More segments were added until the area around the boardwalk was bordered by a half-circle of dam, looking like a gigantic eel half-sunk in the water. The weight of the water inside that big black tube holds it firmly against the bottom of the marsh. As a result, little water leaks into the construction site.
“We have 1,100 feet of AquaDam out there,” said Steven Aguirre, superintendent with Fain.
Construction of the new boardwalk underway in February. Photo by Michael Smith.
Needless to say, getting it into position took some doing, since trees and shrubs grow right down to the shore, and then there are reeds and shrubs growing in shallow water.
“Then we built this berm to prevent the water coming into the work area” (inside the dam),” Aguirre explained.
According to Denkhaus, “The holes for the concrete pillars that support the boardwalk are bored down about 17 feet,” deep enough to reach a layer of rock.
After the concrete is poured, workers can construct the supports and then the walking surface.
A large excavator making its way to the construction site. Photo by Michael Smith.
The Fain Group and FWNCR staff considered every strategy to protect this section of the marsh. For example, there had to be a path for equipment to be driven down to the construction site, and rock had to be added to the mud so that the equipment would not get stuck.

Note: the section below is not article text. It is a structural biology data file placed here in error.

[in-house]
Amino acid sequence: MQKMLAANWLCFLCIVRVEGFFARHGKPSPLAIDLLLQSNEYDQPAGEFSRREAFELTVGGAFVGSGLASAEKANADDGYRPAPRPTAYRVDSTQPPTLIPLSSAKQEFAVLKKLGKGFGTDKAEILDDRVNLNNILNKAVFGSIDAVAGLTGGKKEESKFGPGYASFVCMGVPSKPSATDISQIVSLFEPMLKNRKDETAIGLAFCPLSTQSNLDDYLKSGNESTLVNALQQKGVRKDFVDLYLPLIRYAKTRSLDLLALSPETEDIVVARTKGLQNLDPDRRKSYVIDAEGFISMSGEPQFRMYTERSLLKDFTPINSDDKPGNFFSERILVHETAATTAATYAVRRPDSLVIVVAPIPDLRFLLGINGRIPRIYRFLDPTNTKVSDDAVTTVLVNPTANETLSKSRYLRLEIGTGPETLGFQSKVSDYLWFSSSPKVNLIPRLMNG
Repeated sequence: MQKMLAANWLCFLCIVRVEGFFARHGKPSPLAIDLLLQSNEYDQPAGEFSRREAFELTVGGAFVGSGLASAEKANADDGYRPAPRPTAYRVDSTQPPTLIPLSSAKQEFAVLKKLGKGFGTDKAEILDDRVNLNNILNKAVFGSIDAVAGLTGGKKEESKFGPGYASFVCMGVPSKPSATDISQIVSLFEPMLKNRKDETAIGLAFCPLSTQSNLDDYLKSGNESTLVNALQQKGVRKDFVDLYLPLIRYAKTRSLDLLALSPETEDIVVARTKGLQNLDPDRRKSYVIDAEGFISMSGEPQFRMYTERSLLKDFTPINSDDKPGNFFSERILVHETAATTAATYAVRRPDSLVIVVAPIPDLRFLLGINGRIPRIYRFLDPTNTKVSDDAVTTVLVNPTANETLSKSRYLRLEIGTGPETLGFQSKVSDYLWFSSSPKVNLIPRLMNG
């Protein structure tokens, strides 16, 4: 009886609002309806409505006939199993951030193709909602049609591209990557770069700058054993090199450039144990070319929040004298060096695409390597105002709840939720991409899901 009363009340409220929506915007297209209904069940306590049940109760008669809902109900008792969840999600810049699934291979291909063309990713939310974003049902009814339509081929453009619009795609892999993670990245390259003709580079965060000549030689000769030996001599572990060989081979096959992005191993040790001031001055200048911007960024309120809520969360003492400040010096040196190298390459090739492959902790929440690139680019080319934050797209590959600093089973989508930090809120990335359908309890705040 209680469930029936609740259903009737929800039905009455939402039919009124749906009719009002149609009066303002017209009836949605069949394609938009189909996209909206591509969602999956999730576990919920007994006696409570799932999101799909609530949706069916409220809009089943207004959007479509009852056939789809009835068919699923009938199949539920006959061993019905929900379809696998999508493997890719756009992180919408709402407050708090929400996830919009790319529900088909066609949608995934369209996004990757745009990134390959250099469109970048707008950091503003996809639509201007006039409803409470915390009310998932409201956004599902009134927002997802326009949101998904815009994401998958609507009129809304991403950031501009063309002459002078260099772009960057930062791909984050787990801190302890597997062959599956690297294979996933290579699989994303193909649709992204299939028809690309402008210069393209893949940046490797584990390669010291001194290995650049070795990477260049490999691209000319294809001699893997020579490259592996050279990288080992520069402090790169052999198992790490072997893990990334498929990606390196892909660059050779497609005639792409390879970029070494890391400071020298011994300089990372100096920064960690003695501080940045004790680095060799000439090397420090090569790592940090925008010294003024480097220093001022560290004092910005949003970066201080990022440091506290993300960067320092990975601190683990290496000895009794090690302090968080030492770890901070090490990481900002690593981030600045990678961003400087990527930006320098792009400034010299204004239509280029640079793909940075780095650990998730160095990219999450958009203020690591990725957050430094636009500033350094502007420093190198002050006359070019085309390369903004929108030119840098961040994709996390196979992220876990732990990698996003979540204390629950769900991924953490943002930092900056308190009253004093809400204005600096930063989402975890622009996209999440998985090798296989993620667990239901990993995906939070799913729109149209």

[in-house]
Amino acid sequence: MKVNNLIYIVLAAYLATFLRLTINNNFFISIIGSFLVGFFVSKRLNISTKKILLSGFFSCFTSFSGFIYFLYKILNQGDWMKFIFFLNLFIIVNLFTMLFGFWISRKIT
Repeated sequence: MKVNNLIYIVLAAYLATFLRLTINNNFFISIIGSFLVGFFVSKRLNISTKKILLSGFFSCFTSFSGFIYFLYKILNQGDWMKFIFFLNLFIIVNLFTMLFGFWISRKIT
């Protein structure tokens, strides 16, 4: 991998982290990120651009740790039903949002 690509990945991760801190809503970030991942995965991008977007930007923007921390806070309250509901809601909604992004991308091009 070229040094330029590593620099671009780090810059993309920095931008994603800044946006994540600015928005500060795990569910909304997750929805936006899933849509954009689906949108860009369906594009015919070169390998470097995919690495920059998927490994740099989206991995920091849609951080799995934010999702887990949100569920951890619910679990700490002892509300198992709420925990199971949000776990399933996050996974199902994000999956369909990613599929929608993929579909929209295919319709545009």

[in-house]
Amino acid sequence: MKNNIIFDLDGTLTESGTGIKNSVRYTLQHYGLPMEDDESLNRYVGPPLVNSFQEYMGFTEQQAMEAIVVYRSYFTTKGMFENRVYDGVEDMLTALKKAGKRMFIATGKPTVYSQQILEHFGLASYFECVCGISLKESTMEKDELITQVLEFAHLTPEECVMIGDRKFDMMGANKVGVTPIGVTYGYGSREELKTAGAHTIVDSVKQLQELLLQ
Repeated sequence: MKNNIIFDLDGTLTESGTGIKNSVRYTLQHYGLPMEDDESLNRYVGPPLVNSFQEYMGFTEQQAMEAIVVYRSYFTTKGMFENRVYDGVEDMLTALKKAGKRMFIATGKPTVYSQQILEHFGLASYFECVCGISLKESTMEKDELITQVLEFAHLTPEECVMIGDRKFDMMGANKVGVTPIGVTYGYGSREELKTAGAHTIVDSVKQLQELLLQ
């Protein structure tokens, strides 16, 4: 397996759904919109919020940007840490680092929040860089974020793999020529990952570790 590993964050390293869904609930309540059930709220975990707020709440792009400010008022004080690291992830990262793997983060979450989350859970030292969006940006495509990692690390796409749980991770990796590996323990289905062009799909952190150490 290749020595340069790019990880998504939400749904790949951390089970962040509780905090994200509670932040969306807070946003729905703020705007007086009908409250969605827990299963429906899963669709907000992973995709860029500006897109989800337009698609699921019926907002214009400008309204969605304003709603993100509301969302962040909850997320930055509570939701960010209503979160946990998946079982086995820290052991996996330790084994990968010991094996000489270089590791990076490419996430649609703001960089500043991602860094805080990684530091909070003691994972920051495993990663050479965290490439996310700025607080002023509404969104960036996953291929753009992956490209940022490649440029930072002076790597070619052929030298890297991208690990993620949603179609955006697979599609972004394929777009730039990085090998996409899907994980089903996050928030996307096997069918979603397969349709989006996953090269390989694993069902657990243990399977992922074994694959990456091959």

What sort of rock would you use? If rock was brought from somewhere else, its mineral content could change the water and soil chemistry, and so they used limestone like that found on the refuge property.
When the construction is finished, the Fain Group will excavate the berm and re-grade the bottom of the marsh similar to its original slope.
“Then the water does the rest of the work for us,” Aguirre said, meaning that the movement of water and the plants and animals that come with it will restore the area.
When the equipment is gone and the floor of the marsh is restored as much as possible, plants will return.
Marshes are relatively shallow and they support emergent plants (those rooted in underwater soil but growing above the water level). The return of plants could be from buried seed or transport by wind and water.
“The seed bank is still there and will come back quickly,” said Denkhaus.
Turtles bask on a dilapidated section of boardwalk in October 2020. Photo by Michael Smith.
The marsh has sometimes been referred to as “the lotus marsh,” because periodically the water is covered with the large round leaves and beautiful flowers of the lotus plant.
“Lotus will come back as nature brings it,” said Denkhaus. “Upstream releases of water periodically scour the lotus out — which is why we have it now, downstream at Greer Island.”
It has been a few years since the first phase of construction in 2017, but lotus is taking hold at the marsh again, and should quickly return around the boardwalk.
DECK WITH A VIEW
The Fort Worth Nature Center and Refuge held a grand opening for its new bison viewing deck on March 5. Photo by Michael Smith.
Another new viewing spot at the Fort Worth Nature Center opened on March 5. The Bison Viewing Deck features a ramp with two viewing platforms, raising visitors up in the canopy of the woods that border the bison enclosures. Look for the GreenSourceDFW.org story about the bison deck coming soon.